A Catholic college student who was denied his constitutionally protected right to share his faith has now been vindicated.
Florida State University has agreed to settle a lawsuit with Jack Denton, former president of the Student Senate, after the school and that student government group last year retaliated against him for sharing his personal religious beliefs with other Catholic students in a private text conversation.
"The university agreed to pay him for his lost salary for the time when he was unconstitutionally removed as president of the Student Senate there," says attorney Logan Spena of Alliance Defending Freedom (ADF), the law firm representing Denton.
Top student instructed to stand down
Another group that defends religious freedom, First Liberty Institute, reported on Wednesday that school officials in a Michigan high school told a graduating valedictorian that she needed to remove from her speech any reference to her religious viewpoint. The school's principal has asked Elizabeth Turner to remove those references found in two paragraphs of the speech.
In response, First Liberty (in a letter) has demanded that Turner be permitted to refer to her faith during her graduation speech on June 6. The legal group has informed school officials that student graduation speeches constitute private speech, not government speech; and that private speech isn't subject to the Establishment Clause in the U.S. Constitution.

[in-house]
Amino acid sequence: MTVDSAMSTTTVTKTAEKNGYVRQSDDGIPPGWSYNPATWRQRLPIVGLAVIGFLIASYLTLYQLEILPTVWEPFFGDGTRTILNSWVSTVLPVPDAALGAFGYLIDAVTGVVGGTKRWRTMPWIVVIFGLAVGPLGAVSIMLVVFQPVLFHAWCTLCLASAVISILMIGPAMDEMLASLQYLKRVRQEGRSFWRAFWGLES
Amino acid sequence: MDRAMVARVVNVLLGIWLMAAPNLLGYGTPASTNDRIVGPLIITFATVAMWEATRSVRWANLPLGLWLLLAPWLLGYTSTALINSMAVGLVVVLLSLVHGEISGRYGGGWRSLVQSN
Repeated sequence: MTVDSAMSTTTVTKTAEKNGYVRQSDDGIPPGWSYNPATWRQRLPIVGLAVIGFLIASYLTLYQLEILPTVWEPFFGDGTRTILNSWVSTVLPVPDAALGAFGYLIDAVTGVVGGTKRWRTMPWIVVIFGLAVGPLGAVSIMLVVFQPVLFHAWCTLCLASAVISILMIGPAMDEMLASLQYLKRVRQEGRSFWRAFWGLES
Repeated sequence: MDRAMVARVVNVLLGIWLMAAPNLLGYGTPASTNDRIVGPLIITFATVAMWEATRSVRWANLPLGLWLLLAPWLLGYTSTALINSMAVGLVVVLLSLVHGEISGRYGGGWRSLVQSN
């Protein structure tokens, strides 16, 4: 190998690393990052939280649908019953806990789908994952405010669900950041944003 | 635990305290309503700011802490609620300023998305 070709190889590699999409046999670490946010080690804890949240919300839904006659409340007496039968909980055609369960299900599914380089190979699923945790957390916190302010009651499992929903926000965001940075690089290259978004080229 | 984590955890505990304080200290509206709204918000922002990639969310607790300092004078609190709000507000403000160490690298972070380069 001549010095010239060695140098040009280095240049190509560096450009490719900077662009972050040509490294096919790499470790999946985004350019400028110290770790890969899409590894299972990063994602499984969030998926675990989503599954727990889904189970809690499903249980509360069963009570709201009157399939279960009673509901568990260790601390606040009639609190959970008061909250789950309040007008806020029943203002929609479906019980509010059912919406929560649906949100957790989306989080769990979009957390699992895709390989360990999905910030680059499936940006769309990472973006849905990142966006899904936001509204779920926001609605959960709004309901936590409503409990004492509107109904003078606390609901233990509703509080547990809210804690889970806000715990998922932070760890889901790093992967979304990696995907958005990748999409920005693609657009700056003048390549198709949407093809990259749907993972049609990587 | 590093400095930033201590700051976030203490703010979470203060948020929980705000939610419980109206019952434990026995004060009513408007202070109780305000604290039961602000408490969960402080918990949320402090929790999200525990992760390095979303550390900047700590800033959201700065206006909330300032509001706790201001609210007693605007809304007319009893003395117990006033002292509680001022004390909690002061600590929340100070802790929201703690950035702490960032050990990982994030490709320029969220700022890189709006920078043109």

UPDATE: School retreats, valedictorian gets the victory
"[The school] also [agreed] to pay him damages to update records that improperly reflected his unconstitutional removal, and to issue a statement assuring and ensuring that students have equal access to student government positions irrespective of their religion," the attorney adds.
In his private text conversation, says ADF, Denton suggested three groups – BlackLivesMatter.com, Reclaim the Block, and the ACLU – advocate for causes opposed to Catholic teaching; and also suggested his fellow Catholic students should be wary about financially supporting those groups. Screenshots of that conversation were then shared on social media, resulting ultimately in him being removed from his leadership position.
Spena explains that students don't forfeit their rights to free exercise of religion or free speech when they set foot on a public university campus or when they participate in student government.
"At ADF's Center for Academic Freedom, we deal with issues like this in one way or another on a very consistent basis," Spena shares. "Universities act to restrict the speech of students on campus in a number of ways, either through codes or speech zones or limiting their ability to get formed and recognized as student groups or through unfair funding practices and yes, like Jack Denton, some occasional student government issues as well."